The role of particle shape in active depletion
Abstract
Using numerical simulations, we study how a solution of small active disks, acting as depletants, induces effective interactions on large passive colloids. Specifically, we analyze how the range, strength, and sign of these interactions are crucially dependent on the shape of the colloids. Our findings indicate that while colloidal rods experience a long-ranged predominantly attractive interaction, colloidal disks feel a repulsive force that is short-ranged in nature and grows in strength with the size ratio between the colloids and active depletants. For colloidal rods, simple scaling arguments are proposed to characterize the strength of these induced interactions.
Introduction – Complex fluids and colloidal mixtures are some of the most ubiquitous substances on our planet. Aerosols, foams, emulsions, and gels have countless applications, and are the subject of intense scientific research across all disciplines. Recently, self-propelled or active colloidal systems have garnered considerable interest because of their exciting rheological properties and unusual phenomenological behavior. In contrast to traditional non-equilibrium systems, where directional driving forces emerge as a result of global changes of the thermodynamic variables or boundary conditions such as temperature and pressure, active systems are intrinsically out of equilibrium at the single particle level. The combination of this unique non-equilibrium driving force and the inherent stochastic nature of microscopic processes have endowed active systems with remarkable collective behavior. Self-propulsion is typically achieved by conversion of chemical or ambient free energy into consistent, directed motion. There are numerous examples of biological and synthetic active systems at the nanoscale, including the cytoskeleton of eukaryotic cells Alberts et al. (2008), bacterial suspensions, and catalytically activated colloidal particles Gibbs and Zhao (2011); Golestanian et al. (2005); Palacci et al. (2010); Paxton et al. (2006). In the latter case self-propulsion has been observed in platinum/gold and gold/nickel bi-laterally coated Janus nano-rods in the presence of Paxton et al. (2006); Ismagilov et al. (2002); Fournier-Bidoz et al. (2005), and it is also achieved in colloids where enzymatic reactions take place on one side of a particle Mano and Heller (2005), or can be driven by self-thermophoresis in defocused laser beams Jiang et al. (2010).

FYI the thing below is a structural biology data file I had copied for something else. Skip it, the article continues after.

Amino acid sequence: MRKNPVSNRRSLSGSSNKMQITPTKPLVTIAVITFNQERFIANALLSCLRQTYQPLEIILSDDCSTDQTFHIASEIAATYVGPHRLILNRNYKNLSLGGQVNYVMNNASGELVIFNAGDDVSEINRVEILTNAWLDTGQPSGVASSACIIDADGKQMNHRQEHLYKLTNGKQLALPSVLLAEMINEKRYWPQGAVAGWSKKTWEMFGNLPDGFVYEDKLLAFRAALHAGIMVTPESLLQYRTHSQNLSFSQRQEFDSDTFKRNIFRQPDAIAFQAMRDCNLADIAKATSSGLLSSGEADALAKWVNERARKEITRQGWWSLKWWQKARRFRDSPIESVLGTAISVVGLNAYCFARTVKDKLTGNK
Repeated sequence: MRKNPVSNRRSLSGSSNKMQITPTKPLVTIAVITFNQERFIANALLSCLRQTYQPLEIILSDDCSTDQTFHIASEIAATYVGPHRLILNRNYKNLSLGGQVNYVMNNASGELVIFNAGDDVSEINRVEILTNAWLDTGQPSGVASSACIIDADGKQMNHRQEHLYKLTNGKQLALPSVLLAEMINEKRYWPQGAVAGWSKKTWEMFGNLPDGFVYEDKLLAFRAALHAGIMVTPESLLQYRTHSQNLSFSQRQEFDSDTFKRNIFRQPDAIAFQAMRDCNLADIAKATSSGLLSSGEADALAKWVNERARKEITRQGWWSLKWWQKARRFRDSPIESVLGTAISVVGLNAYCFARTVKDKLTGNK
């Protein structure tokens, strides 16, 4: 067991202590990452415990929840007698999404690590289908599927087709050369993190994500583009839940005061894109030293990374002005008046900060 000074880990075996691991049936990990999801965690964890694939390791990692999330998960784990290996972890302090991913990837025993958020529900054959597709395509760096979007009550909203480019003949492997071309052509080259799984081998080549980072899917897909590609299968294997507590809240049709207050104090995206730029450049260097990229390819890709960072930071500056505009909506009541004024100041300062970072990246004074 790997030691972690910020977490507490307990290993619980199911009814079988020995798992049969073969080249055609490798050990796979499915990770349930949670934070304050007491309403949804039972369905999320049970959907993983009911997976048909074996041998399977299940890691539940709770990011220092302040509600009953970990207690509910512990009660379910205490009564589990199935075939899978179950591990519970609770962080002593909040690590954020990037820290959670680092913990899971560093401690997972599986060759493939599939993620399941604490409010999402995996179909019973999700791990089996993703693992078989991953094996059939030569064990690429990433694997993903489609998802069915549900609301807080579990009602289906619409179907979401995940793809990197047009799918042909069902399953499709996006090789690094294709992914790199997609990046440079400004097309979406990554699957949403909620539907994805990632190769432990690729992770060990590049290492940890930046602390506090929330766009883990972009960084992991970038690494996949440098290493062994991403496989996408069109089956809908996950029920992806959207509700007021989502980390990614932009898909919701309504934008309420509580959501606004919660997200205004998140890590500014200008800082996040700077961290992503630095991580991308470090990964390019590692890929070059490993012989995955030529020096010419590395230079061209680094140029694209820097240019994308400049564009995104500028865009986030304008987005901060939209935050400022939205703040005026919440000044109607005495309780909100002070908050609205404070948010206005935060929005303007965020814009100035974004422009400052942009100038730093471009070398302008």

Although significant work has been carried out to understand the phenomenological behavior of self-propelled systems (for a recent review of the subject we refer the reader to reference Marchetti et al. (2013)), we still have a poor understanding of how immersion into an active environment can affect the dynamic self-assembly pathways of large non-active bodies. This is a very important question in colloidal science where effective interactions (i.e. solvent mediated interactions) play a crucial role in stabilizing or driving self-assembly of colloidal particles.
One of the simplest ways of inducing a short range attraction among colloids is by taking advantage of the depletion effect which is an effective interaction achieved by the addition of numerous small, non-adsorbing components such as polymers (colloid-polymer mixtures) or colloids (asymmetric binary mixtures). The strength of this attraction increases linearly with the depletants’ concentration (the small particles) and the range is comparable to the depletants’ diameter. This attractive force is purely entropic and is due to an osmotic pressure difference when depletants are expelled from the region between two colloids Asakura and Oosawa (1958). In the simplest case where ideal polymers are used as depletants, this attraction takes the general form , where is the center-to-center distance between two colloids, is the colloidal radius, the density of depletant, and is the system temperature. If is the diameter of the depletant, then the force between two colloids is present as long as . For sufficiently large attractions, usually controlled by the depletant’s concentration, phase separation will occur Fily and Marchetti (2012); Stenhammar et al. (2014). The overall phase behavior as a function of polymer size and concentration has been thoroughly studied within the Oosawa-Asakura approximation Asakura and Oosawa (1958); Dijkstra et al. (1999a, b, 2006). More recently there has also been an effort to characterize this force when the system is no longer in equilibrium Dzubiella et al. (2003), and a few studies have considered the phase behavior of active particles in a system of passive depletants Schwarz-Linek et al. (2012); Das et al. (2012).